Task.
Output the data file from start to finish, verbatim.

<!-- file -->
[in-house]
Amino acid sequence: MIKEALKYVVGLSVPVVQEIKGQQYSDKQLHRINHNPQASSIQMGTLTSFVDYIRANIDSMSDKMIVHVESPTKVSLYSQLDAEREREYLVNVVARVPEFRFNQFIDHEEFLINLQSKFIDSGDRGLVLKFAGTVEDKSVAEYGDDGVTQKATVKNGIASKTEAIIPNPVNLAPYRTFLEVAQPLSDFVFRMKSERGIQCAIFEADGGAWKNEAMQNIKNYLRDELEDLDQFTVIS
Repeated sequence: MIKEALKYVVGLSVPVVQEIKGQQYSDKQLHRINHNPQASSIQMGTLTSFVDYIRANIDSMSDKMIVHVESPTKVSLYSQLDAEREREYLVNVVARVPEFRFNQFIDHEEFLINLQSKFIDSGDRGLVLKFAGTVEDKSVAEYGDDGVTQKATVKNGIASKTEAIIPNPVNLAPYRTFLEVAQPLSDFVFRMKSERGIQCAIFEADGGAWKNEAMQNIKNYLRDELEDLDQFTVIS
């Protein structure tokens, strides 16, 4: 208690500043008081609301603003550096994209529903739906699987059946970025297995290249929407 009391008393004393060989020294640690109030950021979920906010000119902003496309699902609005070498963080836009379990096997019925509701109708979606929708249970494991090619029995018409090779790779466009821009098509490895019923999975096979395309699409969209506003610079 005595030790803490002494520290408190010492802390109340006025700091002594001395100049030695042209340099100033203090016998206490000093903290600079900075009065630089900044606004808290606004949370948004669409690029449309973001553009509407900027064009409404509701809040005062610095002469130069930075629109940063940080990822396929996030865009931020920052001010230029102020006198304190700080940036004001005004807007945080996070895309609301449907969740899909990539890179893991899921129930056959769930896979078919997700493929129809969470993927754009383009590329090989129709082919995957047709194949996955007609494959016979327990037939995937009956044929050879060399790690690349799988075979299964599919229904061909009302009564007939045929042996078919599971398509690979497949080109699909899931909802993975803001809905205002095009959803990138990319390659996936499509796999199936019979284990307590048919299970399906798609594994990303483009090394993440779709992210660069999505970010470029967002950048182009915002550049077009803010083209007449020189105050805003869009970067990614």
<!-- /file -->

[in-house]
Amino acid sequence: MIKEALKYVVGLSVPVVQEIKGQQYSDKQLHRINHNPQASSIQMGTLTSFVDYIRANIDSMSDKMIVHVESPTKVSLYSQLDAEREREYLVNVVARVPEFRFNQFIDHEEFLINLQSKFIDSGDRGLVLKFAGTVEDKSVAEYGDDGVTQKATVKNGIASKTEAIIPNPVNLAPYRTFLEVAQPLSDFVFRMKSERGIQCAIFEADGGAWKNEAMQNIKNYLRDELEDLDQFTVIS
Repeated sequence: MIKEALKYVVGLSVPVVQEIKGQQYSDKQLHRINHNPQASSIQMGTLTSFVDYIRANIDSMSDKMIVHVESPTKVSLYSQLDAEREREYLVNVVARVPEFRFNQFIDHEEFLINLQSKFIDSGDRGLVLKFAGTVEDKSVAEYGDDGVTQKATVKNGIASKTEAIIPNPVNLAPYRTFLEVAQPLSDFVFRMKSERGIQCAIFEADGGAWKNEAMQNIKNYLRDELEDLDQFTVIS
């Protein structure tokens, strides 16, 4: 208690500043008081609301603003550096994209529903739906699987059946970025297995290249929407 009391008393004393060989020294640690109030950021979920906010000119902003496309699902609005070498963080836009379990096997019925509701109708979606929708249970494991090619029995018409090779790779466009821009098509490895019923999975096979395309699409969209506003610079 005595030790803490002494520290408190010492802390109340006025700091002594001395100049030695042209340099100033203090016998206490000093903290600079900075009065630089900044606004808290606004949370948004669409690029449309973001553009509407900027064009409404509701809040005062610095002469130069930075629109940063940080990822396929996030865009931020920052001010230029102020006198304190700080940036004001005004807007945080996070895309609301449907969740899909990539890179893991899921129930056959769930896979078919997700493929129809969470993927754009383009590329090989129709082919995957047709194949996955007609494959016979327990037939995937009956044929050879060399790690690349799988075979299964599919229904061909009302009564007939045929042996078919599971398509690979497949080109699909899931909802993975803001809905205002095009959803990138990319390659996936499509796999199936019979284990307590048919299970399906798609594994990303483009090394993440779709992210660069999505970010470029967002950048182009915002550049077009803010083209007449020189105050805003869009970067990614």